The strap 42 may be made of any material including textiles, elastic materials such as thin neoprene rubber, or plastics. The preferred material of the strap is a durable inelastic textile.

Both the first 18 and the second 19 anchor stitches can be replaced by any means for preventing further ripping of already made cut, such as staples, heat sealing, multiple stitch lines, etc.

Throughout the specification when reference is made to stitching, for example, the pocket stitching lines 15, it is understood that any alternative method of bonding two materials such as the materials listed above together will be suitable for the present invention. Example for such suitable means for bonding include adhesive, heat sealing, rivets, etc.

Although the finger pockets 12 has been described as ending between the first 24 and second joint 25, this is not necessary for the present invention, and the present invention does not require that the finger pocket 12 end before the second joint 25. It is equally effective if the finger pocket 12 ends between the second 25 and third joint 26, or even if the finger pockets 12 extends beyond the third joint 26. The present invention does not require that the finger pocket 12 be a continuous enclosure. It is perfectly acceptable for the present invention that the finger pocket have air holes or vents or strips removed for economy of material, ventilation, or machine specific requirements.

Although the specification describes attachment to a hand therapy device, the description will be seen as illustrative of an equivalent device for the foot and toes.

Although the detailed description above lists a working embodiment, no part of this description should be construed as limiting the invention from embodiments which have additional straps or means for fastening which attach the hand therapy mitt 10 to the patient's hand 20.

Although the present invention has been described as fastening to a wrist cuff 31, alternative hand therapy devices are easily adapted to by the present invention. The above description should not be construed to limit the present invention to a hand therapy device having a wrist cuff, but rather is illustrative of one device to which the present invention is capable of attachment.

It will thus be seen that the object set forth above those made apparent from the preceding description, are efficiently attained, and since certain changes may be made in the above article without departing from the scope of the invention, it is intended that all matter contained in the above description or shown in the accompanying drawings shall be interpreted as illustrative and not in limiting sense.

It is also to be understood that the following claims are intended to cover all of the generic and specific features herein described, and all statements of the scope of the invention which, as a matter of language may be said to fall there between.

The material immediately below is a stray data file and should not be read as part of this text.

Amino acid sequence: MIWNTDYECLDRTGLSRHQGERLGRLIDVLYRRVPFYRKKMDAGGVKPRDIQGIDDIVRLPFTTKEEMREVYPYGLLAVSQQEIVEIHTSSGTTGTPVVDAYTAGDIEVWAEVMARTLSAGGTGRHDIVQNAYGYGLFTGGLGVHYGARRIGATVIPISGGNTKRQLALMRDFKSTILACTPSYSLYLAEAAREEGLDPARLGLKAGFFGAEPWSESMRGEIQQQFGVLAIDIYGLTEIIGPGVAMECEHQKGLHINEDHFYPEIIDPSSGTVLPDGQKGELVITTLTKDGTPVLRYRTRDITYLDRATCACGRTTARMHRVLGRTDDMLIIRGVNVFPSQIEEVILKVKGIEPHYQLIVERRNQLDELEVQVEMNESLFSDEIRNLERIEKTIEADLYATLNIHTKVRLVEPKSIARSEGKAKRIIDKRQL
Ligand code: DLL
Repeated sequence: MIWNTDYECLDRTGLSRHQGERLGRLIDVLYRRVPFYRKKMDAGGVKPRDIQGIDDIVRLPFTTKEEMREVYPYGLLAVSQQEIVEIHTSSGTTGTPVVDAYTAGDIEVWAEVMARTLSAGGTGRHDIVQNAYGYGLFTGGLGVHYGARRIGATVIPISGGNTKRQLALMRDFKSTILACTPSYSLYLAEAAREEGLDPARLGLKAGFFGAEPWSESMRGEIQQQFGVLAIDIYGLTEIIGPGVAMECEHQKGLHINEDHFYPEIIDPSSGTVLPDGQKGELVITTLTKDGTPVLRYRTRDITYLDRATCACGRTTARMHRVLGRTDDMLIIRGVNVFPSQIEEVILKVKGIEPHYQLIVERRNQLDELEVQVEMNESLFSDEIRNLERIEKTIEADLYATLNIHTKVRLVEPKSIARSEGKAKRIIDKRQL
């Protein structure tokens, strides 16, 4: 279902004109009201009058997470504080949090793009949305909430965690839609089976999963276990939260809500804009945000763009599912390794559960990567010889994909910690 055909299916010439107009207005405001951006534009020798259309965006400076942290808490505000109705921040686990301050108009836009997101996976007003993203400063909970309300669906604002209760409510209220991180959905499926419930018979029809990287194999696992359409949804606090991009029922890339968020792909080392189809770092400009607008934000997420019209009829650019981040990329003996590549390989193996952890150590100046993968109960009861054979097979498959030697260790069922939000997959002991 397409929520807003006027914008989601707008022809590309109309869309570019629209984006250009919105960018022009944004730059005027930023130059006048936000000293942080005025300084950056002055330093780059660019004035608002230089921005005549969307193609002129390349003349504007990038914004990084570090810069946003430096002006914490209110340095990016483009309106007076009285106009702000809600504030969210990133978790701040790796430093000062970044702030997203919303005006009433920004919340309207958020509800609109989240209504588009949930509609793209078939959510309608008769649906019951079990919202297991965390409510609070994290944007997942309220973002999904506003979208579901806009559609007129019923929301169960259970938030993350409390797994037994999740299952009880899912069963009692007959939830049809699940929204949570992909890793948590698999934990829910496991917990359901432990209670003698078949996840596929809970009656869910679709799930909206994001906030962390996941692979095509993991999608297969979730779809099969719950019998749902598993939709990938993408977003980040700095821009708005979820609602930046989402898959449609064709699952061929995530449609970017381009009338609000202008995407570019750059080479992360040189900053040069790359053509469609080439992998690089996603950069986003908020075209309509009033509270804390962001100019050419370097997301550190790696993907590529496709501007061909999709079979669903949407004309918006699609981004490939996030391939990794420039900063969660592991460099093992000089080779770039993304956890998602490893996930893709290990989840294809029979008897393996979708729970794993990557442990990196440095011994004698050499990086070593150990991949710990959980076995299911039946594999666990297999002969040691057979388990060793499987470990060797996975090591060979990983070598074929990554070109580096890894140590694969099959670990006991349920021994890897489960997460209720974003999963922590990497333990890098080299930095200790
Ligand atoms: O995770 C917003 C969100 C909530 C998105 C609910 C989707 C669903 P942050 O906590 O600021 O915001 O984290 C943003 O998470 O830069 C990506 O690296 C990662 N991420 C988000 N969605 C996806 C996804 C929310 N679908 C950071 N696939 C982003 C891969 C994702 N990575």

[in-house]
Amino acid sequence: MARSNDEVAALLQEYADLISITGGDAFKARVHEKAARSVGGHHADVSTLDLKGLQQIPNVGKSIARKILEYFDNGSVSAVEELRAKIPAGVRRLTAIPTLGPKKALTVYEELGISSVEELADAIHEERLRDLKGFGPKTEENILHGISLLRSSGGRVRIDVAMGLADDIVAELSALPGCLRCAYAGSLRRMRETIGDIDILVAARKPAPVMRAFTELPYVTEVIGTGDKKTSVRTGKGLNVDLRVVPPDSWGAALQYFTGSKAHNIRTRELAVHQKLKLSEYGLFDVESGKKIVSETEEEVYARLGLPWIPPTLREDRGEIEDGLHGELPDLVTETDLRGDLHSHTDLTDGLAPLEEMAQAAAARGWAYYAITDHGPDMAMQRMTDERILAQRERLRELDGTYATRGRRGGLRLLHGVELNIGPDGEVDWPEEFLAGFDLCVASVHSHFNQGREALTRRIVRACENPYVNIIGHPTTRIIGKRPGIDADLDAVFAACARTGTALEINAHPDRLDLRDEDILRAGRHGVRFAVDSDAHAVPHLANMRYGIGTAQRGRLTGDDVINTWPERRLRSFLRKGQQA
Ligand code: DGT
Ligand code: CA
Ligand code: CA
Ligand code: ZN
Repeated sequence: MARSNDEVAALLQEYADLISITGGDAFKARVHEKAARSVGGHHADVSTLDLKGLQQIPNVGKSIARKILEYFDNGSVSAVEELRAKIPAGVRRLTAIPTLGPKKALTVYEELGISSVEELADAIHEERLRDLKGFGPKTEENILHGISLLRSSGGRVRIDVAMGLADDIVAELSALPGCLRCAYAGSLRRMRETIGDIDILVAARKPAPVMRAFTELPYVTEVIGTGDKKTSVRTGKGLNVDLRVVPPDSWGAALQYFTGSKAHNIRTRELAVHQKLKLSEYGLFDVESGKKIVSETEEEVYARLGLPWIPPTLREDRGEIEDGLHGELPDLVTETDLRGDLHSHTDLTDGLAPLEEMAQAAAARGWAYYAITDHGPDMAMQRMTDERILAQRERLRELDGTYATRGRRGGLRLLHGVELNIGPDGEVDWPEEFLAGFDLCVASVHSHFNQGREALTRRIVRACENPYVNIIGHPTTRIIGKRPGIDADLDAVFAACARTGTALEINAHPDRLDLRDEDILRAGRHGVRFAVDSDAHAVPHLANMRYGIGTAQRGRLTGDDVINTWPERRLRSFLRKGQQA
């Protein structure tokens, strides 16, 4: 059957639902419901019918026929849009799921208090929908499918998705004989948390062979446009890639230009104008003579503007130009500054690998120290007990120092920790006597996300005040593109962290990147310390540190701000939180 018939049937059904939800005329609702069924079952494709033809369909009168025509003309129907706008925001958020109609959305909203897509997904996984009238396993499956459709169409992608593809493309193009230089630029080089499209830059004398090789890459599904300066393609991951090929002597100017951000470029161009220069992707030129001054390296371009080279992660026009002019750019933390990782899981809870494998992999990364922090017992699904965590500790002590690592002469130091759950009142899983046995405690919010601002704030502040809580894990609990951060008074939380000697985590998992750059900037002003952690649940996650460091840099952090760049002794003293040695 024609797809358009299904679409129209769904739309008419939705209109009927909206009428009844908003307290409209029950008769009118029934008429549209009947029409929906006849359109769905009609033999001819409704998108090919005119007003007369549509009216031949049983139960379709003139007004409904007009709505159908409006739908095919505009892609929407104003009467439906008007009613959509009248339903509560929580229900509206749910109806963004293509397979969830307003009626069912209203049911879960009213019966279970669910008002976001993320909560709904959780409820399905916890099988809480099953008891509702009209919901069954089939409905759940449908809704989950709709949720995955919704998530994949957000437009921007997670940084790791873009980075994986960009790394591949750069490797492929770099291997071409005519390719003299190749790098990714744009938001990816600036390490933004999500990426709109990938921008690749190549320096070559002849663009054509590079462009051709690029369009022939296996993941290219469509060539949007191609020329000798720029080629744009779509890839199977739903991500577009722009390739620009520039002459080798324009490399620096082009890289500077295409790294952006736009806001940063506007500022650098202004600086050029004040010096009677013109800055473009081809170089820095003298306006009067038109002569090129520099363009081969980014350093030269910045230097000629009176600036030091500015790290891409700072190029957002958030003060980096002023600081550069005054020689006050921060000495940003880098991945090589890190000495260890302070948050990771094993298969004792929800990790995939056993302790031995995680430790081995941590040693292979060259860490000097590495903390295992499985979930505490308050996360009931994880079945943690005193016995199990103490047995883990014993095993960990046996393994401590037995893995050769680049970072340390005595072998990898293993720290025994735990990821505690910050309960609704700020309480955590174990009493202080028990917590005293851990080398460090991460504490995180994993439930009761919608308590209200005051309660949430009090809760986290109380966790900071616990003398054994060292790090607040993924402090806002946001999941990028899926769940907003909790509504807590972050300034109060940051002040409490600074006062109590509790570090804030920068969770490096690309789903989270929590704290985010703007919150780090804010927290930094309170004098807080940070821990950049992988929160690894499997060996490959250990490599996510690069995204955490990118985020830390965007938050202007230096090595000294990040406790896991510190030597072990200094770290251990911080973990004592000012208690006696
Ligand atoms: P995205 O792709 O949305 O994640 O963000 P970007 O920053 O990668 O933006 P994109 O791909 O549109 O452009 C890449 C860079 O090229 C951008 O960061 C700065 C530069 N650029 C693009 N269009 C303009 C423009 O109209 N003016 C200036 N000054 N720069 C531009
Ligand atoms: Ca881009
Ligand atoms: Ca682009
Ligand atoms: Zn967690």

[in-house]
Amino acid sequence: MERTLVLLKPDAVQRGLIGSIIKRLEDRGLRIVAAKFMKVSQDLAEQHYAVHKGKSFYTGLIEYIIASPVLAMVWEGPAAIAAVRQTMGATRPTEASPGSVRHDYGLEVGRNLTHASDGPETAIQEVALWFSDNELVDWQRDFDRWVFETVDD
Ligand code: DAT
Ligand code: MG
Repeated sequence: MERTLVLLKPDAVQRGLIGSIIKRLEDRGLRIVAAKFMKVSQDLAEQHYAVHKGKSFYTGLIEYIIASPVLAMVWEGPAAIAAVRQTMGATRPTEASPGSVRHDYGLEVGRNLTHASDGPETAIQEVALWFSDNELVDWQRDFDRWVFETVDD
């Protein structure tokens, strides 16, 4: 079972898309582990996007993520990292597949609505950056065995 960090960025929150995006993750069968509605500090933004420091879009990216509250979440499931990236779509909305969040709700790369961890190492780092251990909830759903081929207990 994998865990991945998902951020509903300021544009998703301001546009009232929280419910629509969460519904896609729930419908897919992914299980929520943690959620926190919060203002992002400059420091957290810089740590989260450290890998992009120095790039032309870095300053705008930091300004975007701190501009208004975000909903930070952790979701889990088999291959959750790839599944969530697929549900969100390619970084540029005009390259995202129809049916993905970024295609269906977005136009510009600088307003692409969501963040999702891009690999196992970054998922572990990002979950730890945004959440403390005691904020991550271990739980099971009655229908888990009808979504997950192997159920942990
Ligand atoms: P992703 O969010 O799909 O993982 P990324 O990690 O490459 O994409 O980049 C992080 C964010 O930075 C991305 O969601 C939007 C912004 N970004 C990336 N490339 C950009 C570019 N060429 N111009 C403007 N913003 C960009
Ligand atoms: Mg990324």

Now that the invention has been described:

Patent Citations
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US1714648 *Jul 11, 1927May 28, 1929Elmer WalkerMitten
US2327381 *Mar 14, 1942Aug 24, 1943Carroll G WellsGlove
US3774242 *Sep 25, 1972Nov 27, 1973V OwenMitten for physical therapy patients
US4365352 *Oct 10, 1980Dec 28, 1982Israel ZideleReversible baseball glove
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Non-Patent Citations
Reference
1 *Advertisment Wrist/Toe CPM by Danninger.
2Advertisment--Wrist/Toe CPM by Danninger.
3 *Brochure Nov. 1992 by Danninger Medical Technology, Inc. pp. 2 & 3.
4Brochure--Nov. 1992 by Danninger Medical Technology, Inc. pp. 2 & 3.
Referenced by
Citing PatentFiling datePublication dateApplicantTitle
US6454681Dec 30, 1999Sep 24, 2002Thomas BrassilHand rehabilitation glove
US6482168Jul 20, 2001Nov 19, 2002Russell A. BetcherUpper extremity hand orthosis and method of use
US8092411Jan 7, 2005Jan 10, 2012Betcher Russell AHand held orthosis having a flexible enclosure and method of utilization
US8205269 *Apr 28, 2010Jun 26, 2012Gary AndersonGolf glove
US8394045Nov 22, 2011Mar 12, 2013Russell A. BetcherHand held orthosis having a flexible enclosure and method of utilization
US8726418Apr 17, 2008May 20, 2014Nike, Inc.Adjustable glove
US9055774 *Apr 11, 2011Jun 16, 2015Ted GambordellaSports glove with gripping power
US20110265244 *Nov 3, 2011Gary AndersonGolf Glove
US20120017351 *Jul 23, 2010Jan 26, 2012Mccrane David PatrickPulled Palm Glove
US20120238920 *Sep 20, 2012Novokinetics, LlcRehabilitative apparatus for treating reflex sympathetic dystrophy
WO2011124917A1Apr 6, 2011Oct 13, 2011I2R Medical LimitedTherapeutic hand exercise device
Classifications
U.S. Classification2/158, 2/159, 128/879, 2/163
International ClassificationA61H1/02
Cooperative ClassificationA61H1/0288
European ClassificationA61H1/02M5F
Legal Events
DateCodeEventDescription
Jan 9, 2002REMIMaintenance fee reminder mailed
Jun 17, 2002LAPSLapse for failure to pay maintenance fees
Aug 13, 2002FPExpired due to failure to pay maintenance fee
Effective date: 20020616